And I would tell them: "It's the one you like doing most, because then you will do it and do it the most often." It wouldn't matter to me if they rode a bike, went to a group exercise class, or ballroom danced.
Stick with what you love doing but maybe find some other things you like doing as well. Hiking might be good for you too. It depends on your fitness goals too. If you are just trying to maintain your weight and stay healthy, walking is fine. But people have lost weight by just walking, too. If you want to strength train, maybe bring some exercise tubing with you and after every few blocks do some sets of strength work with the tubing, or just insert bodyweight exercises like squats, lunges and push-ups..
If you love it, you will probably stick with it and I believe that would be the key.
Fitness Minutes: (7,415)
1,299 10/10/13 7:01 A
JAIMESIZED: The two exercises you mention are the main two exercises I do consistently and for the longest periods of time. About the walking: I know exactly what you mean. I don't have many inclines/hills where I walk either. And I agree that it is difficult to get the old ticker beating hard by walking. One thing I have done to force myself at least occasionally to really get a good workout in walking is to record accurately the miles I walked and the exact time it took. Then I figure out my mph. I have found that when I deliberately make myself walk 4 or more mph, I really get a good sweat.
About the spinning: I would say a "warning" sign is that you are beginning to dread it. That will make you begin to dislike exercising. I spin a lot, but I overcame the mental block of disliking it by buying a bike, putting it in front of my exercise room TV, getting some ear phones, and watching/listening to TV as I spin. That did wonders for me, because when I have not done any spinning for the day and am watching TV, I just ask myself, "Is there any reason you can't be watching the TV show and be spinning at the same time?"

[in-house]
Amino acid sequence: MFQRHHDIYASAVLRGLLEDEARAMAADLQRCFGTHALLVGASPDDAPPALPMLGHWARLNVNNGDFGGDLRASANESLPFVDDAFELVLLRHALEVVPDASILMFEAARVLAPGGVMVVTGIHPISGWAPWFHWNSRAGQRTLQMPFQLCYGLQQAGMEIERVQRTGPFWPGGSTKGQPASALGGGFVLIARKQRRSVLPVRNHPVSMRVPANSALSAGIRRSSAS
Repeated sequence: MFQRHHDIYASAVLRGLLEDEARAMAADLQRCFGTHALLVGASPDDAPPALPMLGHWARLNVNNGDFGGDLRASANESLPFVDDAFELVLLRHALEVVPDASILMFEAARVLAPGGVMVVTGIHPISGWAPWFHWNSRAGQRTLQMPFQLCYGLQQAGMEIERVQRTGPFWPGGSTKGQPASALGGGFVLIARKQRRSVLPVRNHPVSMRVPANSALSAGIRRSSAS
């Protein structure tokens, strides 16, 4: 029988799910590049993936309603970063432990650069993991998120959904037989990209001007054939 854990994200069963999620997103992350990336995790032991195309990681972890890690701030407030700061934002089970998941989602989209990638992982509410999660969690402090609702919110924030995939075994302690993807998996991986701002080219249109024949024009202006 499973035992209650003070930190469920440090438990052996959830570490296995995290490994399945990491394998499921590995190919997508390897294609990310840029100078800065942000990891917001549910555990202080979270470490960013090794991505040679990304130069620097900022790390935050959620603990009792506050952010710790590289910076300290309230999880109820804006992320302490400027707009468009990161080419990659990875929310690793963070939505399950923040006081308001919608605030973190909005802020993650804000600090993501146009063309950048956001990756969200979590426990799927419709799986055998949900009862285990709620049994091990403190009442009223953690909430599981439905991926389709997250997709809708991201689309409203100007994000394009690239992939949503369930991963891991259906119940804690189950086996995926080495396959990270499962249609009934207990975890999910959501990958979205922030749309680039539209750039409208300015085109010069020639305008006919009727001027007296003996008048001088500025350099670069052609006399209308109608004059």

Do you listen to an Mp3 player or iPod when spinning? Sometimes great music will really make a spinning routine a bit of fun. It may not be possible/practical for you, but having my own bike and being able to watch AND listen to the TV while spinning made a world of difference for me.
Anyway, keep walking! Walking is a great form of exercise!
10/10/13 1:59 A
I have the same issue. The problem that I have is that I do not challenge or push myself on my personal walks - I will push myself on the treadmill or the bike or something of that nature because I can see the difference. I would do both. If you can stick with the walking and you really enjoy it - do it and aim for a few bike classes a week.
I think do what you love, because ultimately the best exercise for you is the exercise that you will do consistently. That said, be willing to try new activities to challenge your brain and muscles and to expand the repertoire of what you enjoy.
I love TurboKick. The first month of classes I hated it and felt like a bumbling fool because I couldn't follow along much, but I love it now. It is a challenging workout but I have a blast even when I screw up the moves lol.
Fitness Minutes: (80,164)
10/9/13 10:54 P
I would definitely recommend running. It's a great way to spend time with yourself, outside, in your neighborhood and still get your heart rate up, get a challenge, and meet your goals. It's something you can start gradually and work your way into. There is a lot of material out there for advice for beginner runners. I, personally, thinks it's the best way to get a workout and enjoy the surrounding environment. I have learned especially to enjoy running on vacation because it's a great way to explore while still getting a workout in!
Fitness Minutes: (70,623)
10/9/13 10:39 P